Hypertriglyceridemia may also contribute to cerebrovascular disease through its effects on thrombosis. This effect is produced by thrombogenic alterations of the coagulation system as well as elevations in plasma viscosity. Simpson et al. [23] reported that 18 patients with severe hypertriglyceridemia (mean fasting plasma triglyceride level 504.4 mg/dl) had higher concentrations of plasma fibrinogen, lower fibrinolytic activity and higher levels of clotting factor Xc compared to normolipidemic controls. Elevated fibrinogen has been found to be a powerful and independent predictor of vascular events [24], and it has been associated with the progression of carotid artery disease [25]. Hyperviscosity may lead to tissue ischemia due to impaired microcirculatory flow, damage at the blood-endothelium interface by shear stress, and an increased tendency to thrombosis [26]. Hyperviscosity due to hypertriglyceridemia may contribute to endothelial dysfunction, tissue ischemia and chylomicronemia [27]. Triglyceride-rich lipoproteins such as chylomicrons and very-low-density lipoprotein have been shown to cause an exponential increase in viscosity when added to normolipidemic or lipoprotein-free plasma in vitro. This effect is greater than that for LDL-C, supporting the greater contribution of triglycerides to plasma viscosity [28]. Patients with type IV and type IIb hyperlipoproteinemia (characterized by markedly elevated triglyceride levels) have higher plasma viscosity than those with type IIa hyperlipoproteinemia (which is usually associated with elevated cholesterol but normal triglycerides) or normal subjects [29]. In addition, lowering the level of triglycerides using gemfibrozil in patients with type IV or V hyperlipoproteinemia decreased plasma viscosity without changing the fibrinogen level [30]. Rosenson et al. [26] studied the fasting levels of lipids and fibrinogen in 257 subjects, correlating these with plasma viscosity. Elevated levels of triglycerides (as well as fibrinogen, total protein, LDL-C and total cholesterol) correlated positively and independently with elevated plasma viscosity [26]. Therefore, hypertriglyceridemia may increase the risk of IS by inducing a prothrombotic state through its effects on coagulation and plasma viscosity.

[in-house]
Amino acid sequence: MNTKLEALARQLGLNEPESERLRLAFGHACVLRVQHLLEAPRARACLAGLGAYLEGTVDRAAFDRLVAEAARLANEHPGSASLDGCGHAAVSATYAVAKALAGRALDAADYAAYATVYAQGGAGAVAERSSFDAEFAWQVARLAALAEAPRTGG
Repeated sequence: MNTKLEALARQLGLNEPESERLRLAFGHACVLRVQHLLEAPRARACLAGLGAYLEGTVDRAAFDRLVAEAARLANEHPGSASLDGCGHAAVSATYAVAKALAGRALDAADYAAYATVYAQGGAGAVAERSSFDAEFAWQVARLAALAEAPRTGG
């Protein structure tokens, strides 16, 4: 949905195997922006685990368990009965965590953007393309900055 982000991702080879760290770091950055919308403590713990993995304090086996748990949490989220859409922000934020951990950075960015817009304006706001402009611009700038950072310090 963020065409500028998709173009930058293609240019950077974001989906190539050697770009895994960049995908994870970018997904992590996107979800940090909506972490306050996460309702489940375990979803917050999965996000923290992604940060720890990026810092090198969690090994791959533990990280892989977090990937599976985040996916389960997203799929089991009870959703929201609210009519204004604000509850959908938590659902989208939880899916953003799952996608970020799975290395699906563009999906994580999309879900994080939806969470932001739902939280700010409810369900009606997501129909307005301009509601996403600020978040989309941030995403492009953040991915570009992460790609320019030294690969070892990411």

Hypertriglyceridemia is one of the features of dyslipidemia seen in type 2 diabetes and the metabolic syndrome, which may also include insulin resistance, abdominal obesity and hypertension. Hyperinsulinemia leads to an increase in the production of very-low-density lipoprotein [31]. Hyperglycemia also impairs removal of triglyceride-rich lipoproteins from the circulation. Patients with poorly controlled diabetes have higher triglyceride levels than those who have the condition well controlled. Postprandial hyperlipidemia in diabetics appears to be prolonged, which means that the arteries are exposed to atherogenic particles for extended periods of time [31, 32]. The metabolic syndrome, with its associated dyslipidemia, is felt to be one of the most important risk factors for atherosclerosis. The dyslipidemia associated with metabolic syndrome is characterized by hypertriglyceridemia, low plasma HDL-C, a predominance of small dense LDL particles and increased plasma apolipoprotein B [33]. The metabolic syndrome is also associated with the development of a prothrombotic state. This state is a result of the direct effects of hyperinsulinemia and other associated metabolic abnormalities (including postprandial hyperglycemia, increased free fatty acids and hypertriglyceridemia) on platelet function, coagulation and fibrinolysis. Treatments that improve insulin sensitivity ameliorate the prothrombotic state [34]. Features of the metabolic syndrome that have been identified by ATP-III and the World Health Organization to significantly increase the risk of cardiovascular and peripheral vascular events include abdominal obesity (based on waist circumference), HDL-C level (<40 mg/dl in men and <50 mg/dl in women), hypertension (blood pressure >130/85), fasting blood glucose level >110 mg/dl and triglyceride level >150 mg/dl [35, 36].

The metabolic syndrome has been previously linked to myocardial infarction (MI) and stroke, but the role of hypertriglyceridemia in patients with the metabolic syndrome, as an independent risk factor for stroke, has been unclear. Recently, Ninomiya et al. [36] evaluated 10,357 subjects for the metabolic syndrome, based on data in the NHANES III survey (National Health and Nutrition Examination Survey), which was carried out in the USA between 1988 and 1994. They performed a logistic regression analysis to estimate the association between each of the components of the metabolic syndrome and MI or stroke. The metabolic syndrome was found to be significantly associated with both MI and stroke, and 4 of the component conditions – insulin resistance, low HDL, hypertension and hyperlipidemia – were each independently and significantly associated with both MI and stroke. The parameter most strongly correlated with the prevalence of stroke was hypertriglyceridemia. The odds ratio for stroke in those patients with hypertriglyceridemia was 1.87 [95% confidence interval (CI) 1.22–2.87; p < 0.0052].